If you’ve got any friends in the ANU theatre scene, you’ve likely been hearing about Interhall Productions’ 2016 offering of Sweeney Todd: The Demon Barber of Fleet Street for weeks. Cast and orchestra members have described it as “amazing”, “fantastic”, “incredible” and fittingly, “killer”. At the helm of this lauded production is an all-female creative team: IHP sophomores D’arcy Pierce and Katrina Tang – the former producing, with the latter as musical director – with ANU/Canberra theatre veteran Gowrie Varma directing. Naturally, I settled down to watch last nights show with high expectations.
Steven Sondheim’s “opera” opens with the titular Todd (Spencer Cliff), formerly known as barber Benjamin Barker, returning to London with sailor Anthony (Will Collett) after a 15-year absence, having been transported for life at the dark behest of Judge Turpin (Colin Balog). He soon learns of the death of his wife Lucy and the imprisonment of his daughter Johanna (Amy Jenkins) by the same Judge. In an attempt to draw him out of his misery, Sweeney’s sometime landlady and maker of “The Worst Pies in London”, Mrs Lovett (Georgie Juszczyk), encourages him to take up his tonsorial profession once again. Sweeney’s thirst for revenge and Lovett’s resourcefulness soon leads to a gory and mutually beneficial business partnership, but a mysterious Beggar Woman (Anna Rafferty) augurs disaster as assistant Toby (Sachini Poogoda) inches closer to discovering the dark secret of the bakehouse.
IHP’s set is spare and striking: a staggered design of golden poles, evoking at different times a church organ, the stovepipes of industrial-age factories, the bakehouse and the London skyline. Meanwhile, costume is muted yet eclectic, making reference to burlesque and cartoons as well as slightly abstracted period dress.
Like any Sondheim musical, Sweeney Todd has a staggeringly complex score, with offbeat time signatures, multilayered discordant harmonies and complicated rhythms abounding. With a lesser cast this could be disastrous, but the lead actors are uniformly skilled vocalists, handling their songs with ease, while the orchestra swells gloriously around them. Like the leads, the chorus has obviously been selected with utmost attention to vocal proficiency – they nail every harmony, leaving you with goosebumps. All these elements are an absolute credit to musical director Katrina Tang; the attention to detail is obvious, and it’s paid off.
Varma’s past directing and co-directing work in ANU’s theatre scene has often explored the humanity of seemingly inhuman characters, creating a unavoidable sense of heartbreaking empathy in her audiences. This common humanity is keenly felt in Cliff’s Sweeney and Juszczyk’s Lovett: the former driven to bloody revenge through unimaginable loss and trauma, and the latter an opportunist and survivor at all costs, dreaming in vain of a better life. Less well realised than the two antiheroes, perhaps, is Judge Turpin: while we get to see the judge’s inner torment, he’s not menacing enough to achieve Big Bad status and therefore justify his humanising. Shown also is the complexity of certain characters who could easily be rendered simplistically. Both actors and director are to be commended that Jenkins, as Johanna, comes across as rebellious and resilient rather than timid and naive, with Collett’s Anthony never her saviour, but rather a partner and accomplice.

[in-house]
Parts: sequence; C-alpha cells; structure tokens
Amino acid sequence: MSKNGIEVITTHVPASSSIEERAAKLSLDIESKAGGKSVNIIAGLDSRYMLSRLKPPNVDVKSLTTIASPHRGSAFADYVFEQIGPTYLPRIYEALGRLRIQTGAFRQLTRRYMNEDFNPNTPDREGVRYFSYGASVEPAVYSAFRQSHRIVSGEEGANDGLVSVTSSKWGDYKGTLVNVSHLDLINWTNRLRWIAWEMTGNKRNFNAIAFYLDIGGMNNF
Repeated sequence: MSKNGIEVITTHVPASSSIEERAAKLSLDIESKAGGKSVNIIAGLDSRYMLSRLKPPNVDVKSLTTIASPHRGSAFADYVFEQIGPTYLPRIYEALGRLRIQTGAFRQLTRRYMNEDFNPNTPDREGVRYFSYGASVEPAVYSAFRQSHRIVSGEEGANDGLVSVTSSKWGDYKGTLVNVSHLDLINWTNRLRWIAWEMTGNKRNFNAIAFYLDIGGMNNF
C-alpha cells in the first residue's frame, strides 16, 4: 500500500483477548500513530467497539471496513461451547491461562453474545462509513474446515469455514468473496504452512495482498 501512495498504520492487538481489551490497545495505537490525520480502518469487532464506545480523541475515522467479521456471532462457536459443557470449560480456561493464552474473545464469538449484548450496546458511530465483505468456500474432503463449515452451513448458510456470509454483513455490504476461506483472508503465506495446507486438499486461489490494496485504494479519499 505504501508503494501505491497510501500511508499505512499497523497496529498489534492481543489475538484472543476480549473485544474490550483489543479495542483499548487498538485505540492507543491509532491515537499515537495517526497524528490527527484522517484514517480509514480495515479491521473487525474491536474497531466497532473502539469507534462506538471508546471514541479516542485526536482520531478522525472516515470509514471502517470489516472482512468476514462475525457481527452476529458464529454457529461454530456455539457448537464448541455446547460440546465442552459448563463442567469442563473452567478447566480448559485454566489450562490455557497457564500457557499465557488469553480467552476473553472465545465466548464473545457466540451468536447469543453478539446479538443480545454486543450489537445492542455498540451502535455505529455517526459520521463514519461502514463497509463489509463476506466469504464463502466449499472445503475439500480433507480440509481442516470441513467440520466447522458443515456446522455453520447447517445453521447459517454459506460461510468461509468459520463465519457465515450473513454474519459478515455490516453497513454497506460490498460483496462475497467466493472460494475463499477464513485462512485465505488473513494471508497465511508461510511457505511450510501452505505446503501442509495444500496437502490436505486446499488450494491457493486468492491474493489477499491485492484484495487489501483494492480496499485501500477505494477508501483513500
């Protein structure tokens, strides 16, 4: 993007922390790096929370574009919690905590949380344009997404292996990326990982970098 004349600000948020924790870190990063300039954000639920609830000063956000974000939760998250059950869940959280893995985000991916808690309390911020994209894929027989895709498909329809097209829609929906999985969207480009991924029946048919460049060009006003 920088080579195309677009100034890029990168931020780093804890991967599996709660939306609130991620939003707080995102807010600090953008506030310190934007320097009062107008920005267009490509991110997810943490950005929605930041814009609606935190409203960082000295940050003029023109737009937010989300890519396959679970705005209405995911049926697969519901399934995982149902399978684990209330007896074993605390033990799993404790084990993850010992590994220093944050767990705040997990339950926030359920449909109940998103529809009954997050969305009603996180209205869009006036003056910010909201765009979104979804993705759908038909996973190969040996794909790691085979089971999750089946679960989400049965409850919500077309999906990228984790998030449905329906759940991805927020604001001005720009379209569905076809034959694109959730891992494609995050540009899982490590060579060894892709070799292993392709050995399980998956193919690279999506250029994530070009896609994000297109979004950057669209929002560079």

Sweeney is funny where you least expect it. I don’t want to give away all the delightful moments – suffice it for me to say that Jeremy Castillo and Cameron Allan have an absolute romp as the extravagant barber Adolfo Pirelli and Turpin’s henchman Beadle Bamford respectively. Meanwhile, pitch-black humour is also found in the day-to-day operations of Sweeney and Mrs Lovett’s new enterprise. Let’s just say I never thought I’d laugh at the sound of bodies hitting the floor, and I’m still a bit appalled at myself that I did.
The truly spectacular scenes, though, involve the chorus, where incredible vocal harmonies combined with perfectly executed physical theatre and chilling effects will have your spine tingling as you tremble on the edge of your seat. In an ominous sequence, dancing couples’ shadows ripple up across the set, towering above the scene as Sweeney’s wife is torn from him. Another tableau in a mental asylum deeply unsettles, as clustered chorus members stare out into the audience with listless eyes, too far gone to seek respite from the hell they live in.
As with most productions, there were some opening night technical missteps: high notes occasionally sound strained, a side-effect of frequent rehearsal that’s difficult to avoid, while imbalances between pit and vocal microphones sometimes obscured important narrative in the lyrics. All in all, these are minor distractions, and don’t detract from the spectacle of the piece. Get yourself a ticket to IHP’s Sweeney Todd, before it cleans up at the CAT Awards next February and you’re left kicking yourself. I’ll bet you one of the best pies in London that, like I did, you’ll leave saying “God, That’s Good!”
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